Stoinis has been the only banker in the top three, having had a couple of outstanding years. But even he became an opener by accident. He went in first for the Stars in BBL05 and averaged 16.90 with a strike-rate of just 98.83 in 10 matches. He opened just once in the next two seasons and played the first three games of last season at No. 4 and 5 before moving to the top alongside Ben Dunk.

Hilton Cartwright had formed a nice combination with Stoinis this season, which included a record partnership against the Sixers, until he broke his finger, but he too ended up opening by accident. He had been recruited as a middle-order player with a modest T20 record having never opened in his previous 39 T20 innings.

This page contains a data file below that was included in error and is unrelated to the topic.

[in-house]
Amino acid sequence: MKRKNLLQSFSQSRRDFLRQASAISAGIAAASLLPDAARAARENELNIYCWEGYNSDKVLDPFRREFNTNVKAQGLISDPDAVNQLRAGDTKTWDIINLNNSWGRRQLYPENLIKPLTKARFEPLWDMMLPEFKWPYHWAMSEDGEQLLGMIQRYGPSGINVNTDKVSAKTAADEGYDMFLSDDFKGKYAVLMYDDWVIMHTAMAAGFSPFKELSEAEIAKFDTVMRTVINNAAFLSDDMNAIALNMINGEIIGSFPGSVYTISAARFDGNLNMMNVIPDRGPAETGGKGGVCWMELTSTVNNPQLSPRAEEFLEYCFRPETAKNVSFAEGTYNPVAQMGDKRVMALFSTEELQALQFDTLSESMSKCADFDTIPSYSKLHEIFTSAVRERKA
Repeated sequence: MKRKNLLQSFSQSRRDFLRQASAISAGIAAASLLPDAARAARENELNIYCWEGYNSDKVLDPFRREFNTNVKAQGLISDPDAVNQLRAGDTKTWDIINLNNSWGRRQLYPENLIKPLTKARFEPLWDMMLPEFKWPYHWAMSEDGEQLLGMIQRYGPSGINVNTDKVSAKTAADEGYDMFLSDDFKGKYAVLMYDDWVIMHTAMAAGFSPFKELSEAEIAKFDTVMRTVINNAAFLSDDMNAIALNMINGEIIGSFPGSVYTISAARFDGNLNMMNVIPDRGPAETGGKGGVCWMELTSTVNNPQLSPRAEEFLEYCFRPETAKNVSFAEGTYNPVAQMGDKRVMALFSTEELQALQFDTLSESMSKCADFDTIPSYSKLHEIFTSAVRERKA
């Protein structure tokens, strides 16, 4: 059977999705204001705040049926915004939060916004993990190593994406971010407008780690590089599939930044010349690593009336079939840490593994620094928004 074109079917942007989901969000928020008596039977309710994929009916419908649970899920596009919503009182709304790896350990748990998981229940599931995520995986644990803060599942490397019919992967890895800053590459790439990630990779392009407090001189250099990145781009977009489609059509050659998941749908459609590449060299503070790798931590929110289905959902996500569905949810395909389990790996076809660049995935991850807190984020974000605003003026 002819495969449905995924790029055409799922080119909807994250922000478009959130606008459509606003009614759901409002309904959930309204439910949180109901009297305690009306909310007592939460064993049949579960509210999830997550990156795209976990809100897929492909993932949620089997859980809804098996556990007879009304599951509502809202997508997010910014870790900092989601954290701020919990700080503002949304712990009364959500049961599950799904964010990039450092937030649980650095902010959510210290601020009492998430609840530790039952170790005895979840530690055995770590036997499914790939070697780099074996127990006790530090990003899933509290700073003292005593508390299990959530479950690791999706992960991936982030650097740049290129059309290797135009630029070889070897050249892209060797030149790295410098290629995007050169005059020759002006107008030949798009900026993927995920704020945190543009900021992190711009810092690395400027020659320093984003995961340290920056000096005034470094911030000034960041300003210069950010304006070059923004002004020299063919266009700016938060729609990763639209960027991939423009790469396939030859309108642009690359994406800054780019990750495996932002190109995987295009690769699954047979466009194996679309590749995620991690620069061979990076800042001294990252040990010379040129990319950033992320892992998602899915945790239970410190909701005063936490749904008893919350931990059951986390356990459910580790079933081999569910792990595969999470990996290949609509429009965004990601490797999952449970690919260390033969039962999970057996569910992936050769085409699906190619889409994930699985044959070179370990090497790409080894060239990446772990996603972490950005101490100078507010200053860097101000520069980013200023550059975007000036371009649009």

The Stars' management team would have banked on more from the recruitment of Dunk and Maddinson in recent years. Dunk was twice the tournament's leading scorer in BBL03 and BBL06 and has played T20 cricket for Australia, but has not been able to keep his place in the team this season, averaging just 12.00 and striking at 113.51. Maddinson arrived last season having been Sixers leading scorer in BBL 07. While his form in Sheffield Shield cricket for Victoria has been stunning his BBL returns have been startling. A broken forearm badly affected last year's tournament, but this season he is averaging 11 and striking at 90.41.

Given the frailty of the top three and the reliance on Stoinis, there is a case for Maxwell to move higher in the order to avoid being left with too much to do. He is world renowned as a post-powerplay specialist and very few players can do what he does in the middle and death overs. The Stars have been loathed to use him inside the powerplay given he is such a valuable commodity and he himself has been keen to wait for the toughest part of the chases.